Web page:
A native of Bhagalpur district – Bihar, Shalini Jha believes in equal rights for all genders and wants to work for a gender-equal and just society. In the past she’s had a year-long association as a community leader with Haiyya: Organise for Action’s Health Over Stigma campaign. She’s pursuing a Master’s in Literature with Ambedkar University, Delhi and as an MHM Fellow with YKA, recently launched ‘Project अल्हड़ (Alharh)’.

She says, “Bihar is ranked the lowest in India’s SDG Index 2019 for India. Hygienic and comfortable menstruation is a basic human right and sustainable development cannot be ensured if menstruators are deprived of their basic rights.” Project अल्हड़ (Alharh) aims to create a robust sensitised community in Bhagalpur to collectively spread awareness, break the taboo, debunk myths and initiate fearless conversations around menstruation. The campaign aims to reach at least 6000 adolescent girls from government and private schools in Baghalpur district in 2020.

Read more about the campaign here.

A psychologist and co-founder of a mental health NGO called Customize Cognition, Ritika forayed into the space of menstrual health and hygiene, sexual and reproductive healthcare and rights and gender equality as an MHM Fellow with YKA. She says, “The experience of working on MHM/SRHR and gender equality has been an enriching and eye-opening experience. I have learned what’s beneath the surface of the issue, be it awareness, lack of resources or disregard for trans men, who also menstruate.”

The Transmen-ses campaign aims to tackle the issue of silence and disregard for trans men’s menstruation needs, by mobilising gender sensitive health professionals and gender neutral restrooms in Lucknow.

Read more about the campaign here.

A Computer Science engineer by education, Nitisha started her career in the corporate sector, before realising she wanted to work in the development and social justice space. Since then, she has worked with Teach For India and Care India and is from the founding batch of Indian School of Development Management (ISDM), a one of its kind organisation creating leaders for the development sector through its experiential learning post graduate program.

As a Youth Ki Awaaz Menstrual Health Fellow, Nitisha has started Let’s Talk Period, a campaign to mobilise young people to switch to sustainable period products. She says, “80 lakh women in Delhi use non-biodegradable sanitary products, generate 3000 tonnes of menstrual waste, that takes 500-800 years to decompose; which in turn contributes to the health issues of all menstruators, increased burden of waste management on the city and harmful living environment for all citizens.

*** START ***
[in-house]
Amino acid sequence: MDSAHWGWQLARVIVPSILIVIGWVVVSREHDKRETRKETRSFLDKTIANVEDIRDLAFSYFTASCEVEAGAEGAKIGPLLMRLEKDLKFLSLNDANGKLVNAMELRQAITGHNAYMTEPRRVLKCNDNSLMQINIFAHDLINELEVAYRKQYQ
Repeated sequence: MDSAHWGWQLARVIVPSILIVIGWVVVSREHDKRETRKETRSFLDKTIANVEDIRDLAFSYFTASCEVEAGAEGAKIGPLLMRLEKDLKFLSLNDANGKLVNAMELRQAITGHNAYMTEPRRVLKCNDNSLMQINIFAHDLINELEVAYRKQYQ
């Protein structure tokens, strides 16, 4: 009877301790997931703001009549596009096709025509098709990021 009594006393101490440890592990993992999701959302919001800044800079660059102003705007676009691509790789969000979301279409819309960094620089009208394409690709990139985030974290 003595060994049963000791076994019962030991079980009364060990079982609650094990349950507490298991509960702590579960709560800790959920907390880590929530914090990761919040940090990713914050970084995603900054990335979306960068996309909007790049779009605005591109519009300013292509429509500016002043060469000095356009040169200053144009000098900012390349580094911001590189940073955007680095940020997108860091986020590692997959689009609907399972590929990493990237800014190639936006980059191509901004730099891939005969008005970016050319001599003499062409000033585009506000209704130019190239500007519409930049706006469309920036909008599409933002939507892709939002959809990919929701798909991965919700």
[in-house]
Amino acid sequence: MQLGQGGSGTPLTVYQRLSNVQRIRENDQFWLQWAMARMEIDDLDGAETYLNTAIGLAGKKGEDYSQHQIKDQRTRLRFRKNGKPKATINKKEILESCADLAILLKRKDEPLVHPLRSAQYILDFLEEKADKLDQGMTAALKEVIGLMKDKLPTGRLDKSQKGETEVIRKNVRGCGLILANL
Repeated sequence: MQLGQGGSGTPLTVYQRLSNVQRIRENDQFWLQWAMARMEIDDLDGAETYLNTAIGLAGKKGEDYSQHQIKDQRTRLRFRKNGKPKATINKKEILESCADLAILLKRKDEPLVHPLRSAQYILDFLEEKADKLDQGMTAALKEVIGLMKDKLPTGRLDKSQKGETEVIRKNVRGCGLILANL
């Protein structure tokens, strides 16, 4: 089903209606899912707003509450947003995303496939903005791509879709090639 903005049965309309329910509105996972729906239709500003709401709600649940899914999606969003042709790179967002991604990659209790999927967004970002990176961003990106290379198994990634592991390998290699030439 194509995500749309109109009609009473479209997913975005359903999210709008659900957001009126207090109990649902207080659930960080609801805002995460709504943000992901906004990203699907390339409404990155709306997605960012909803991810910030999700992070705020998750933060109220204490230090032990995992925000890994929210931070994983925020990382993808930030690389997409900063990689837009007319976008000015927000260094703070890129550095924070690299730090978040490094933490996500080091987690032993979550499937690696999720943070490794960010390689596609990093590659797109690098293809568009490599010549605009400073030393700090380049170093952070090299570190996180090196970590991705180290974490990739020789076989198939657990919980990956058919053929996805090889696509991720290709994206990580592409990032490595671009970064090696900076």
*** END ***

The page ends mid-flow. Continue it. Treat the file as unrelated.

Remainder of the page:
Let’s Talk Period aims to change this by

Find out more about her campaign here.

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A former Assistant Secretary with the Ministry of Women and Child Development in West Bengal for three months, Lakshmi Bhavya has been championing the cause of menstrual hygiene in her district. By associating herself with the Lalana Campaign, a holistic menstrual hygiene awareness campaign which is conducted by the Anahat NGO, Lakshmi has been slowly breaking taboos when it comes to periods and menstrual hygiene.

A Gender Rights Activist working with the tribal and marginalized communities in india, Srilekha is a PhD scholar working on understanding body and sexuality among tribal girls, to fill the gaps in research around indigenous women and their stories. Srilekha has worked extensively at the grassroots level with community based organisations, through several advocacy initiatives around Gender, Mental Health, Menstrual Hygiene and Sexual and Reproductive Health Rights (SRHR) for the indigenous in Jharkhand, over the last 6 years.

Srilekha has also contributed to sustainable livelihood projects and legal aid programs for survivors of sex trafficking. She has been conducting research based programs on maternal health, mental health, gender based violence, sex and sexuality. Her interest lies in conducting workshops for young people on life skills, feminism, gender and sexuality, trauma, resilience and interpersonal relationships.

A Guwahati-based college student pursuing her Masters in Tata Institute of Social Sciences, Bidisha started the #BleedwithDignity campaign on the technology platform, demanding that the Government of Assam install
biodegradable sanitary pad vending machines in all government schools across the state. Her petition on has already gathered support from over 90000 people and continues to grow.

Bidisha was selected in’s flagship program ‘She Creates Change’ having run successful online advocacy
campaigns, which were widely recognised. Through the #BleedwithDignity campaign; she organised and celebrated World Menstrual Hygiene Day, 2019 in Guwahati, Assam by hosting a wall mural by collaborating with local organisations. The initiative was widely covered by national and local media, and the mural was later inaugurated by the event’s chief guest Commissioner of Guwahati Municipal Corporation (GMC) Debeswar Malakar, IAS.